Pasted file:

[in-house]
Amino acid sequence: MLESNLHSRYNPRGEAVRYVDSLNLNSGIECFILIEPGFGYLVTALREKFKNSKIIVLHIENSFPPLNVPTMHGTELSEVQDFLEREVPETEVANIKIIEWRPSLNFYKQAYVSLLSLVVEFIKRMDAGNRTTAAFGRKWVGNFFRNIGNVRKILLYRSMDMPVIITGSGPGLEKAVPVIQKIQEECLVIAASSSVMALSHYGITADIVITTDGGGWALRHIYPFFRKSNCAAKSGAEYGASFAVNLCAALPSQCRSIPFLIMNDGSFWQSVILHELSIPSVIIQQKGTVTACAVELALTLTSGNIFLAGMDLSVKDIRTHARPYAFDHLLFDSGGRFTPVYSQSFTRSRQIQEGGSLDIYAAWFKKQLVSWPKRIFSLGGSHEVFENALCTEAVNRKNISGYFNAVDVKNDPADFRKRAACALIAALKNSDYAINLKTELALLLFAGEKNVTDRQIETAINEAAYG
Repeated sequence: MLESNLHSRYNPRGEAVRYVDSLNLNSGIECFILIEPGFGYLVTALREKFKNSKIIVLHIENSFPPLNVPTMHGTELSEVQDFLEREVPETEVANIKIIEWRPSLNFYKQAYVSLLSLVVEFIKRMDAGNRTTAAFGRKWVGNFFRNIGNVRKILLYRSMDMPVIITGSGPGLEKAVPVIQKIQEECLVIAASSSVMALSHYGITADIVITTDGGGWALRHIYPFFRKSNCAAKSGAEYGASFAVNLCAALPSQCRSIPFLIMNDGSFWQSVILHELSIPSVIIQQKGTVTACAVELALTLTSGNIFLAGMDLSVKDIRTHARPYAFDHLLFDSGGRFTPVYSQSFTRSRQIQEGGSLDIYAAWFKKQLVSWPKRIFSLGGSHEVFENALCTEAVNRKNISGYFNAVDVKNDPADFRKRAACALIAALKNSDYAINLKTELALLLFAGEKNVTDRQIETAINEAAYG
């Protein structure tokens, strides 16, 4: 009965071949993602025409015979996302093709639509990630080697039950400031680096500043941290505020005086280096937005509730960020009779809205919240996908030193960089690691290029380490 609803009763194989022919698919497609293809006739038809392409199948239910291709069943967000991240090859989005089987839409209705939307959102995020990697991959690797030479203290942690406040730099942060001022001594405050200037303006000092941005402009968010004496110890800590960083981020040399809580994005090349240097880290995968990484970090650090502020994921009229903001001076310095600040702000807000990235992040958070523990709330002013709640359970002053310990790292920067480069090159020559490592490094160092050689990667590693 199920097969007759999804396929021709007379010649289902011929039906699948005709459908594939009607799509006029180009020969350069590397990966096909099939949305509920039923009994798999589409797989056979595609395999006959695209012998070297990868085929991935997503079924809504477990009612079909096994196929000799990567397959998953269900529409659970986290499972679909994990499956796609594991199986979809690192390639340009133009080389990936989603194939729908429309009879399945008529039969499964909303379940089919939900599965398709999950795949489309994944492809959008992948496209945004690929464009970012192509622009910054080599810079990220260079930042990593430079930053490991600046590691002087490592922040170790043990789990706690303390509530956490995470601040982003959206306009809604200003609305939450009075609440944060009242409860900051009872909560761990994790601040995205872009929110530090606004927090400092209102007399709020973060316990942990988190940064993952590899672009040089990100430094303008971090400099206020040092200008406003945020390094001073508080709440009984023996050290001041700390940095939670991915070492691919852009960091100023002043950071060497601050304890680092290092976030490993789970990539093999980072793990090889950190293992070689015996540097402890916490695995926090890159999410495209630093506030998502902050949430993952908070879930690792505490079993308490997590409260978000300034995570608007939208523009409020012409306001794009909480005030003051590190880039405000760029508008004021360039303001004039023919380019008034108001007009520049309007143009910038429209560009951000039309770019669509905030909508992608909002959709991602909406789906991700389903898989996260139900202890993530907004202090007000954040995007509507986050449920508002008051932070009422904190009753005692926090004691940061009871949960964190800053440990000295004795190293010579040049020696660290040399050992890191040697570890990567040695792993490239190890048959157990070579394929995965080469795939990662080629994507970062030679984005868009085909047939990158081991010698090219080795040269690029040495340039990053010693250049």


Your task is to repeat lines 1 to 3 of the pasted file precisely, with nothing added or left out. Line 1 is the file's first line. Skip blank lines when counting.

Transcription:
[in-house]
Amino acid sequence: MLESNLHSRYNPRGEAVRYVDSLNLNSGIECFILIEPGFGYLVTALREKFKNSKIIVLHIENSFPPLNVPTMHGTELSEVQDFLEREVPETEVANIKIIEWRPSLNFYKQAYVSLLSLVVEFIKRMDAGNRTTAAFGRKWVGNFFRNIGNVRKILLYRSMDMPVIITGSGPGLEKAVPVIQKIQEECLVIAASSSVMALSHYGITADIVITTDGGGWALRHIYPFFRKSNCAAKSGAEYGASFAVNLCAALPSQCRSIPFLIMNDGSFWQSVILHELSIPSVIIQQKGTVTACAVELALTLTSGNIFLAGMDLSVKDIRTHARPYAFDHLLFDSGGRFTPVYSQSFTRSRQIQEGGSLDIYAAWFKKQLVSWPKRIFSLGGSHEVFENALCTEAVNRKNISGYFNAVDVKNDPADFRKRAACALIAALKNSDYAINLKTELALLLFAGEKNVTDRQIETAINEAAYG
Repeated sequence: MLESNLHSRYNPRGEAVRYVDSLNLNSGIECFILIEPGFGYLVTALREKFKNSKIIVLHIENSFPPLNVPTMHGTELSEVQDFLEREVPETEVANIKIIEWRPSLNFYKQAYVSLLSLVVEFIKRMDAGNRTTAAFGRKWVGNFFRNIGNVRKILLYRSMDMPVIITGSGPGLEKAVPVIQKIQEECLVIAASSSVMALSHYGITADIVITTDGGGWALRHIYPFFRKSNCAAKSGAEYGASFAVNLCAALPSQCRSIPFLIMNDGSFWQSVILHELSIPSVIIQQKGTVTACAVELALTLTSGNIFLAGMDLSVKDIRTHARPYAFDHLLFDSGGRFTPVYSQSFTRSRQIQEGGSLDIYAAWFKKQLVSWPKRIFSLGGSHEVFENALCTEAVNRKNISGYFNAVDVKNDPADFRKRAACALIAALKNSDYAINLKTELALLLFAGEKNVTDRQIETAINEAAYG